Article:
The Dave Stewart Story: On and Off the Field
I grew up in a home where the vast majority of the time one of two things was being watched on television: the news or sports. By the age of 10, I easily knew more about the Giants and 49ers of San Francisco than whatever the most popular cartoon of the era was.
In this environment I learned how to be a good sports fan. I was taught to be fanatical about my team and at the same time to appreciate the talents of athletes regardless of who they played for.
The reasoning behind me being a Giants fan instead of an A's fan escapes me all these years later, but that is how it was. My favorite team was (and is) the San Francisco Giants, yet, somehow, my favorite player was Oakland's Dave Stewart...go figure.
Being the analytical person I am today, it strikes me that the only players who shared my race and excelled at the pitcher position at the time, that I was aware of, were Dwight Gooden and Dave Stewart. My loyalty is too deep to root for some guy in New York over a West coast player, so that limited the field to one.
David Keith Stewart is a native of Northern California, as well. He was born in Oakland, Calif. in 1957.
Ironically, Stewart started his career with the most hated rivals of my beloved Giants. The Los Angeles Dodgers drafted him in the 16th round of the 1975 amateur draft.
Although the right-hander had a short glimpse of the pros in 1978 (one game, two innings, to be exact), he would not reach the major leagues to stay until 1981.
In 1985, while a member of the Rangers, the most embarrassing episode of Stewart's career occurred.
The hurler was arrested for solicitation (reportedly receiving oral sex) of a "lady of the night." More surprising than the charge was the fact the prostitute was not a lady at all, but rather a transvestite nicknamed Lucille. His real name was Elson Tyler. Many Texas fans never quite got over the incident.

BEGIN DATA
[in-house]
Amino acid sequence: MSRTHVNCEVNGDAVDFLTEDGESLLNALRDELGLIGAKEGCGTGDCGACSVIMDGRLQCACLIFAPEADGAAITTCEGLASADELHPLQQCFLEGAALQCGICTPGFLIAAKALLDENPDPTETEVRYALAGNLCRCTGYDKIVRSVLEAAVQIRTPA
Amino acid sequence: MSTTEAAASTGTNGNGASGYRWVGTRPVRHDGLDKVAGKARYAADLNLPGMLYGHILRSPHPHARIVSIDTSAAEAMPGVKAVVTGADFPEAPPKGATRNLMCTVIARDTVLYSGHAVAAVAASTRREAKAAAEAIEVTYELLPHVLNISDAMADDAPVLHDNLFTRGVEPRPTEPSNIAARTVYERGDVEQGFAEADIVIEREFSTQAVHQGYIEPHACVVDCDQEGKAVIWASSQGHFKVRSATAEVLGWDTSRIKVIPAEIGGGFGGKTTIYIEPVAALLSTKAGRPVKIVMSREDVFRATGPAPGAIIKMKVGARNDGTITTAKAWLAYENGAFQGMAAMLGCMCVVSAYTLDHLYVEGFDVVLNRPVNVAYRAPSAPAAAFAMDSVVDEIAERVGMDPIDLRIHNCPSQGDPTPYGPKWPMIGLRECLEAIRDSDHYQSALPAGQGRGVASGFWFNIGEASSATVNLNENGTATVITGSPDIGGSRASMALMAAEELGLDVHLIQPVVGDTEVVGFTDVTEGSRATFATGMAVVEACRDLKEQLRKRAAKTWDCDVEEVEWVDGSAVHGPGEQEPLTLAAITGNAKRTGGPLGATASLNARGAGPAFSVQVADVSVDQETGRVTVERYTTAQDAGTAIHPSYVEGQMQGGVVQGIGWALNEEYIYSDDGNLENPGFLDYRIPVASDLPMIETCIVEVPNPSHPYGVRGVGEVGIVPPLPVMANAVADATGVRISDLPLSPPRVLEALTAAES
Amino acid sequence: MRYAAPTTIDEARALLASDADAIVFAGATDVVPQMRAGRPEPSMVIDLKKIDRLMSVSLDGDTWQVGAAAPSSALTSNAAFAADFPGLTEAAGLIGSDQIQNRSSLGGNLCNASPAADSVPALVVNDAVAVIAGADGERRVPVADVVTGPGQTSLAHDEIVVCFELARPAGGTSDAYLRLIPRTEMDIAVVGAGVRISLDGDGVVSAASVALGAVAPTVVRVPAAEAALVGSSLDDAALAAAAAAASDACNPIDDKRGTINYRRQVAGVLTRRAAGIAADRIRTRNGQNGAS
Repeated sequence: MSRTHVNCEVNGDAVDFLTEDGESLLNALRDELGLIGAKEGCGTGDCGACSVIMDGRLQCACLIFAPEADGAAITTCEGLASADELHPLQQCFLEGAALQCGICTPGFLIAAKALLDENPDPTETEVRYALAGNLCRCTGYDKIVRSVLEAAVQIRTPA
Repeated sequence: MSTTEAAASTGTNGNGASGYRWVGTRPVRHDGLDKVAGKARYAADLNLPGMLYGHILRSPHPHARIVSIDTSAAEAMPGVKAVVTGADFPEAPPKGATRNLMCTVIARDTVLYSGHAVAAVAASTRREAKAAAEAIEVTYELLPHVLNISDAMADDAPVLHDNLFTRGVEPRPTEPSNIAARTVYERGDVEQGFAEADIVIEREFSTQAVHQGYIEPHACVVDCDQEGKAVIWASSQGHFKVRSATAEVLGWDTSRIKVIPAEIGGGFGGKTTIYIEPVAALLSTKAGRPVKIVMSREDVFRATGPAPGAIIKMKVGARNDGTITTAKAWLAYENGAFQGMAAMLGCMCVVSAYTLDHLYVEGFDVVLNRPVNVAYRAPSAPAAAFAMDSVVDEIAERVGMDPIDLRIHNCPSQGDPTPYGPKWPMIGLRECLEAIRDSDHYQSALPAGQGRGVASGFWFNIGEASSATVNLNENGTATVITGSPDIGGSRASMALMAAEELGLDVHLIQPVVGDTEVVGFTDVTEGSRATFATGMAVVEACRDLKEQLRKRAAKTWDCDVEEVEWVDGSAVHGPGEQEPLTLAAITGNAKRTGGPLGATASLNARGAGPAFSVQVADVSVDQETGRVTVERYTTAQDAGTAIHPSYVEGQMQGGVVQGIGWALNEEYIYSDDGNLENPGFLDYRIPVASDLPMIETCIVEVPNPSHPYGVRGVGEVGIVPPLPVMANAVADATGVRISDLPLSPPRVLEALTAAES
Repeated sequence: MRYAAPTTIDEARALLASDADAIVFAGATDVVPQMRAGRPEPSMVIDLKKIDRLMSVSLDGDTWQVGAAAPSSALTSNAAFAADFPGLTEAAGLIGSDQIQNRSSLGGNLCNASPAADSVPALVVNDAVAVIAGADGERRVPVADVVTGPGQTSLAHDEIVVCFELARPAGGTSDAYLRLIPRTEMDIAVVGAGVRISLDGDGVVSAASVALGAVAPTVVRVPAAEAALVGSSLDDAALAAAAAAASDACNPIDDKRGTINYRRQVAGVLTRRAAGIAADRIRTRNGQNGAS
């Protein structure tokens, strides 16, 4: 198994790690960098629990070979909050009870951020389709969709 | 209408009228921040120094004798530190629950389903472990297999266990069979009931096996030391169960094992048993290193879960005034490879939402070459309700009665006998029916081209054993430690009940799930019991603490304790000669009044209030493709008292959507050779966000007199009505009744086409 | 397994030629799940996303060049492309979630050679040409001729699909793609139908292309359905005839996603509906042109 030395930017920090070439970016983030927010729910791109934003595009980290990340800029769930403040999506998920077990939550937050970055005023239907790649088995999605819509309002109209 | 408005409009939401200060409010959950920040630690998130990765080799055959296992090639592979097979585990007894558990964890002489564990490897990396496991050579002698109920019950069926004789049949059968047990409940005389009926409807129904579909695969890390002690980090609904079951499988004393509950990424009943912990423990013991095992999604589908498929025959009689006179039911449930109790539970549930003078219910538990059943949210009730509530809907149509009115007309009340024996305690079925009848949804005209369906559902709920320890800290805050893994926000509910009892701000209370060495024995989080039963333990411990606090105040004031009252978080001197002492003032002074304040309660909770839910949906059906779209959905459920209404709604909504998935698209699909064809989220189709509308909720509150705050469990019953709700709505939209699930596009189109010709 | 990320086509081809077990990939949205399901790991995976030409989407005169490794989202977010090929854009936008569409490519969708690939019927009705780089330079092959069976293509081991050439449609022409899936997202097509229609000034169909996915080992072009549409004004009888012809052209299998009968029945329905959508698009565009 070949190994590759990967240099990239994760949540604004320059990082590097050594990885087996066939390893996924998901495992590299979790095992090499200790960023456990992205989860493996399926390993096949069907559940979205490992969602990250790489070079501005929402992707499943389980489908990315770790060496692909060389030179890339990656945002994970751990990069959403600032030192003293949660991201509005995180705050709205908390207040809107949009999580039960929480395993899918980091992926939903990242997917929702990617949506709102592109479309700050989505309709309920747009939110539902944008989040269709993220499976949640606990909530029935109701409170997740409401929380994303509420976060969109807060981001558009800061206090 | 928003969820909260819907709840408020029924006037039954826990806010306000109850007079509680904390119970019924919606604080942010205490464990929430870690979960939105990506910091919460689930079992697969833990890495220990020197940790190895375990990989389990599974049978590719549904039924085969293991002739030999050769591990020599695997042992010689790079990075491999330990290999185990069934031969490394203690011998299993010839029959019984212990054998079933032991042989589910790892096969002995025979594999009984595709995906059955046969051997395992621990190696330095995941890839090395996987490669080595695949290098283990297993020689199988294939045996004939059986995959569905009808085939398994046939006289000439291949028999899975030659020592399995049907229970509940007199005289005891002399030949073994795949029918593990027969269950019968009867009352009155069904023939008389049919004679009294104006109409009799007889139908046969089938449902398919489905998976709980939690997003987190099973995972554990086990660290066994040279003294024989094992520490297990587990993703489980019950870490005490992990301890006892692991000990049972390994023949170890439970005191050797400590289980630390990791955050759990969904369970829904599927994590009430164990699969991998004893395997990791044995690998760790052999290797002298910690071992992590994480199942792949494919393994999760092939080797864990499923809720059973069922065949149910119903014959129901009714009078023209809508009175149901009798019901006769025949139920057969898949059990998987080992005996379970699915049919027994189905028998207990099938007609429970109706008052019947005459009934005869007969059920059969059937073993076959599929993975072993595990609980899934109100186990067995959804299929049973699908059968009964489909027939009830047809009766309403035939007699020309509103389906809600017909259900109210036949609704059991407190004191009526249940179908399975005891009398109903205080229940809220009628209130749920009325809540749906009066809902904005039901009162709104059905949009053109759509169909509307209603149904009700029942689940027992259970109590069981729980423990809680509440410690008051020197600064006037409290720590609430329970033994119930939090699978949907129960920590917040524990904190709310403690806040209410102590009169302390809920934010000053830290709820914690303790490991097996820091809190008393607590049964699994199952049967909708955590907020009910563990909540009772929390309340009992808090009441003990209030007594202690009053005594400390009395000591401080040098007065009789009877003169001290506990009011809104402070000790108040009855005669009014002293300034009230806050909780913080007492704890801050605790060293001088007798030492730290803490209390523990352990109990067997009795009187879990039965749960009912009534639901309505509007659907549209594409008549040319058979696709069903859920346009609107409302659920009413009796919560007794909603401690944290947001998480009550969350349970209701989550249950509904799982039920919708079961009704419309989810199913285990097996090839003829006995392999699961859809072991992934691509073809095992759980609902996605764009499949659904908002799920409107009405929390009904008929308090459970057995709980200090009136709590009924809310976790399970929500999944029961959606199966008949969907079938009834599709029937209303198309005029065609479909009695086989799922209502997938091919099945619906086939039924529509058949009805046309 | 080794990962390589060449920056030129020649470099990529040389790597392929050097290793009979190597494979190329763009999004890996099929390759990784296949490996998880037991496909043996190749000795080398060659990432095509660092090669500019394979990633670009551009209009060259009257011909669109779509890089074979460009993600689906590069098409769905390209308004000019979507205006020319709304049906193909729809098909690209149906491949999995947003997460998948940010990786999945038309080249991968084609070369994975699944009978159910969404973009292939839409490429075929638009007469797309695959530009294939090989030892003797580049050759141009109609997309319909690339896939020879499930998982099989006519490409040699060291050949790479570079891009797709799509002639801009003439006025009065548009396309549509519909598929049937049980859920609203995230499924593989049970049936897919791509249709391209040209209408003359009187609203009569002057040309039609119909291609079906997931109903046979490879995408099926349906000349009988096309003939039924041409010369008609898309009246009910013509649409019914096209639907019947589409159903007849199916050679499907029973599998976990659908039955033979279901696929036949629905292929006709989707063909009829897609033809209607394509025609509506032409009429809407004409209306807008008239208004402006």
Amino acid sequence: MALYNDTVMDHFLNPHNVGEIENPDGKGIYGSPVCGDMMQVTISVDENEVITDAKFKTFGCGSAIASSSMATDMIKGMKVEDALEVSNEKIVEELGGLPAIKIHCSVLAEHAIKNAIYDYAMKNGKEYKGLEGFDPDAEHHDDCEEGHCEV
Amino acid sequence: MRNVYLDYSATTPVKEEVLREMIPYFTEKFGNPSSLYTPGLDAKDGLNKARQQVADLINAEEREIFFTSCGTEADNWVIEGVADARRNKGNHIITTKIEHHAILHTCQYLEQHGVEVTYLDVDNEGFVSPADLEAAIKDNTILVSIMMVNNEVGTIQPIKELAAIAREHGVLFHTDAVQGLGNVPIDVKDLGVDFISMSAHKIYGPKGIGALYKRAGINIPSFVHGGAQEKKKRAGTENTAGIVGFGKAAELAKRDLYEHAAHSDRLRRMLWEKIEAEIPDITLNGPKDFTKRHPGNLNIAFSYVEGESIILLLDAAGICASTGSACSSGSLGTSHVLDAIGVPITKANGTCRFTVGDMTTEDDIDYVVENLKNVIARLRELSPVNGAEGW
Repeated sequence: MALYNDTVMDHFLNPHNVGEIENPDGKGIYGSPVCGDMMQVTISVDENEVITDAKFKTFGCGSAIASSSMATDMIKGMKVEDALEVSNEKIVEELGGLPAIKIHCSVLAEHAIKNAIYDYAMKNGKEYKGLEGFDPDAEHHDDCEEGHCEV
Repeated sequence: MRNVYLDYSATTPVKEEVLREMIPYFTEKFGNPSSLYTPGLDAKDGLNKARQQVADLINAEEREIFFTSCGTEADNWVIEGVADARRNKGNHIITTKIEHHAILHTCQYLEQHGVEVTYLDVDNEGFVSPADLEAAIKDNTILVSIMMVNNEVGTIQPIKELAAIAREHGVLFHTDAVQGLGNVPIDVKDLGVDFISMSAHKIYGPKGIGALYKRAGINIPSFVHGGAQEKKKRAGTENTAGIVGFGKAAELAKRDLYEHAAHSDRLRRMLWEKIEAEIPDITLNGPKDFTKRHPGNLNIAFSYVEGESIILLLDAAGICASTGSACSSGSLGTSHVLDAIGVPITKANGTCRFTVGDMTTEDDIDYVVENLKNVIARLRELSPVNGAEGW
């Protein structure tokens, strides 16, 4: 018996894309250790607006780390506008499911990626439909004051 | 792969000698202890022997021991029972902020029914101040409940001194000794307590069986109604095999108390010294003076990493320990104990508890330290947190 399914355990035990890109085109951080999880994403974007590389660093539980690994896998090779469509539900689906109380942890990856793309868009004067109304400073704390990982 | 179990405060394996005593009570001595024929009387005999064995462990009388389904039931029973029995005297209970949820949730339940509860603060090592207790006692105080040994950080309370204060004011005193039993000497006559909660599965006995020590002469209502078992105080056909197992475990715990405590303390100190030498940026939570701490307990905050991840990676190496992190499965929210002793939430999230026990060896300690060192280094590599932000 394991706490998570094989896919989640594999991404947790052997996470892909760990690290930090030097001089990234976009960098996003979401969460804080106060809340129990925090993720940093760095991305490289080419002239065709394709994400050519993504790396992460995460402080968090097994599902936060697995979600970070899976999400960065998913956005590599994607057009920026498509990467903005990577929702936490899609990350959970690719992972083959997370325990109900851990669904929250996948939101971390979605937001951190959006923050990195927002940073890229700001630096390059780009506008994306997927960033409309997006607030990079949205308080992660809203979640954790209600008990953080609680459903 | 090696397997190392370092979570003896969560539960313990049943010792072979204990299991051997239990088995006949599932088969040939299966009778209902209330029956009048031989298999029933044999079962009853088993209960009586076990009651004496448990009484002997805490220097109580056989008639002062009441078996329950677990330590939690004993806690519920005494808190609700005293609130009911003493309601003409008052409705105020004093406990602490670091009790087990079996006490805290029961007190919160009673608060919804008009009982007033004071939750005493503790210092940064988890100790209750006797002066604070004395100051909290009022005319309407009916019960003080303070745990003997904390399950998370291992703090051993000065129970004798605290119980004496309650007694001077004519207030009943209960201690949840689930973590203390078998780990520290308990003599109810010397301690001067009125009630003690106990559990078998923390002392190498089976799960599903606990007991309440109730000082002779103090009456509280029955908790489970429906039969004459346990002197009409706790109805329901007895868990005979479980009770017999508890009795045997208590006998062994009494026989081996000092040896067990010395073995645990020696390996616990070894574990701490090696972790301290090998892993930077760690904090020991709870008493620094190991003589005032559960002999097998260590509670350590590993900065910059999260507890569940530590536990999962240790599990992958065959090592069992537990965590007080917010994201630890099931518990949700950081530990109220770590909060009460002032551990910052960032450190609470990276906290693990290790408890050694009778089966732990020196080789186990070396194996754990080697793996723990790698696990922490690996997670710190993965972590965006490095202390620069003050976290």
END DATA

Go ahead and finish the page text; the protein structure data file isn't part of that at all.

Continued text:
On a personal note, I was not privy to any of this as my admiration grew.
The 1986 season started with Stewart as a Phillie. He did not live up to expectations and was cut. The biggest knock on the pitcher at the time was his lack of an effective off-speed pitch.
He was signed by the Oakland Athletics the same year, his fortunes soon changed, and he officially appeared on my radar.
Between 1987 and 1990, "Smoke" (as he was then called) was one of the best pitchers in baseball.
During this span, he pitched over 250 innings and won 20 or more games in each season.
In 1989 Stewart reached the pinnacle of his career. He was named an All-Star, and in the Athletics' second of three consecutive trips to the World Series, Dave started two of the four games. He pitched a complete game in one of the starts, had an ERA of 1.69 in the Series, and was named the World Series MVP.
Guess who he ate alive in that World Series? My favorite team, of course—the Giants. Talk about mixed feelings.
As I sat with my step-dad watching the pregame show for Game Three of the 1989 World Series, my television shook as did the camera trained on Al Michaels and Jim Palmer. The infamous Loma Prieta earthquake postponed Game Three for 10 days and had a direct effect on Stewart's stats and MVP award.
Smoke would not have pitched a second game if there had been a sweep and no quake. Only the 10-day layoff allowed him to pitch both Game One and Three.
In the last of Stewart's four consecutive 20-plus-win seasons, 1990, he not only had 22 victories, Smoke also no-hit the Toronto Blue Jays. It was the first no-hitter by an African-American pitcher in 17 years.
He went on to win the American League Championship Series MVP the same year and received the honor again four years later while playing for the Blue Jays.
Stewart spent two years in Toronto before returning to his home town to play his last major league season in 1995 for the A's.
Today, Stewart resides in San Diego, Calif., and is quite active in his community as he has long been. Recently, he teamed up with Matt Kemp of the Dodgers to host a fundraiser benefiting autism research.
Dave Stewart remains my favorite pitcher.
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